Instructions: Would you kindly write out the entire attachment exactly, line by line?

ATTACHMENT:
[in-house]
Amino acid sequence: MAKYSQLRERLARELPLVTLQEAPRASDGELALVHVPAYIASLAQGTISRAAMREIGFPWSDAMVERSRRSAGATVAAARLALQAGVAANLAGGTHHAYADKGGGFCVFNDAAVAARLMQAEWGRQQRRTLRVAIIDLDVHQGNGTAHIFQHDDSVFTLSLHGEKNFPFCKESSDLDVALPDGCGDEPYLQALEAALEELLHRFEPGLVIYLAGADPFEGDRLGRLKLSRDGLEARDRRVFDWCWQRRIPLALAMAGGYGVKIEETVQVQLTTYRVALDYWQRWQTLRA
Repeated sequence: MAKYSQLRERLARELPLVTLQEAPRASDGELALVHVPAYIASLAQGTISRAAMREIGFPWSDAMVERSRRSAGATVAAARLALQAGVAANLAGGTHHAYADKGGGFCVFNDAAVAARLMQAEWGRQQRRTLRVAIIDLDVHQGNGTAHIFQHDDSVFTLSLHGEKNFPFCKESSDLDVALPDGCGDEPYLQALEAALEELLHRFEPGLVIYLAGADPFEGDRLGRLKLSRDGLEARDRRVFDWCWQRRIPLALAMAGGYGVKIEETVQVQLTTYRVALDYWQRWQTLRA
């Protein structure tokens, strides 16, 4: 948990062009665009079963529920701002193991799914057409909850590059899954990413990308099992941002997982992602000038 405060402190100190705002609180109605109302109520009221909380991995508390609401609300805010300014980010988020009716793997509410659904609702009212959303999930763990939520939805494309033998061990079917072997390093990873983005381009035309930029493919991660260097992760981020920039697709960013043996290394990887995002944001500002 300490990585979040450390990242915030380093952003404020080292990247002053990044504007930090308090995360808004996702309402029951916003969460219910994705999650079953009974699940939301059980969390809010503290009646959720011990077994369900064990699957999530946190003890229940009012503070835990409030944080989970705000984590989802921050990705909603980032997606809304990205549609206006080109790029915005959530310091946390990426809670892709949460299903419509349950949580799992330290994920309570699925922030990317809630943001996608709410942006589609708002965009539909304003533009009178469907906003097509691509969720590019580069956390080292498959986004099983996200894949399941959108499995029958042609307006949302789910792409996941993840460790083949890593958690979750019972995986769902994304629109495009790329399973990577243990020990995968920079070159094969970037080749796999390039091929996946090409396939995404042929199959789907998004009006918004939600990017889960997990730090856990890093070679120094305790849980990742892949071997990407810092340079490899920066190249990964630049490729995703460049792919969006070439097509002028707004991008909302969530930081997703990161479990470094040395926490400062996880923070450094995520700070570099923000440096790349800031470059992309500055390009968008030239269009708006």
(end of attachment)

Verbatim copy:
[in-house]
Amino acid sequence: MAKYSQLRERLARELPLVTLQEAPRASDGELALVHVPAYIASLAQGTISRAAMREIGFPWSDAMVERSRRSAGATVAAARLALQAGVAANLAGGTHHAYADKGGGFCVFNDAAVAARLMQAEWGRQQRRTLRVAIIDLDVHQGNGTAHIFQHDDSVFTLSLHGEKNFPFCKESSDLDVALPDGCGDEPYLQALEAALEELLHRFEPGLVIYLAGADPFEGDRLGRLKLSRDGLEARDRRVFDWCWQRRIPLALAMAGGYGVKIEETVQVQLTTYRVALDYWQRWQTLRA
Repeated sequence: MAKYSQLRERLARELPLVTLQEAPRASDGELALVHVPAYIASLAQGTISRAAMREIGFPWSDAMVERSRRSAGATVAAARLALQAGVAANLAGGTHHAYADKGGGFCVFNDAAVAARLMQAEWGRQQRRTLRVAIIDLDVHQGNGTAHIFQHDDSVFTLSLHGEKNFPFCKESSDLDVALPDGCGDEPYLQALEAALEELLHRFEPGLVIYLAGADPFEGDRLGRLKLSRDGLEARDRRVFDWCWQRRIPLALAMAGGYGVKIEETVQVQLTTYRVALDYWQRWQTLRA
């Protein structure tokens, strides 16, 4: 948990062009665009079963529920701002193991799914057409909850590059899954990413990308099992941002997982992602000038 405060402190100190705002609180109605109302109520009221909380991995508390609401609300805010300014980010988020009716793997509410659904609702009212959303999930763990939520939805494309033998061990079917072997390093990873983005381009035309930029493919991660260097992760981020920039697709960013043996290394990887995002944001500002 300490990585979040450390990242915030380093952003404020080292990247002053990044504007930090308090995360808004996702309402029951916003969460219910994705999650079953009974699940939301059980969390809010503290009646959720011990077994369900064990699957999530946190003890229940009012503070835990409030944080989970705000984590989802921050990705909603980032997606809304990205549609206006080109790029915005959530310091946390990426809670892709949460299903419509349950949580799992330290994920309570699925922030990317809630943001996608709410942006589609708002965009539909304003533009009178469907906003097509691509969720590019580069956390080292498959986004099983996200894949399941959108499995029958042609307006949302789910792409996941993840460790083949890593958690979750019972995986769902994304629109495009790329399973990577243990020990995968920079070159094969970037080749796999390039091929996946090409396939995404042929199959789907998004009006918004939600990017889960997990730090856990890093070679120094305790849980990742892949071997990407810092340079490899920066190249990964630049490729995703460049792919969006070439097509002028707004991008909302969530930081997703990161479990470094040395926490400062996880923070450094995520700070570099923000440096790349800031470059992309500055390009968008030239269009708006």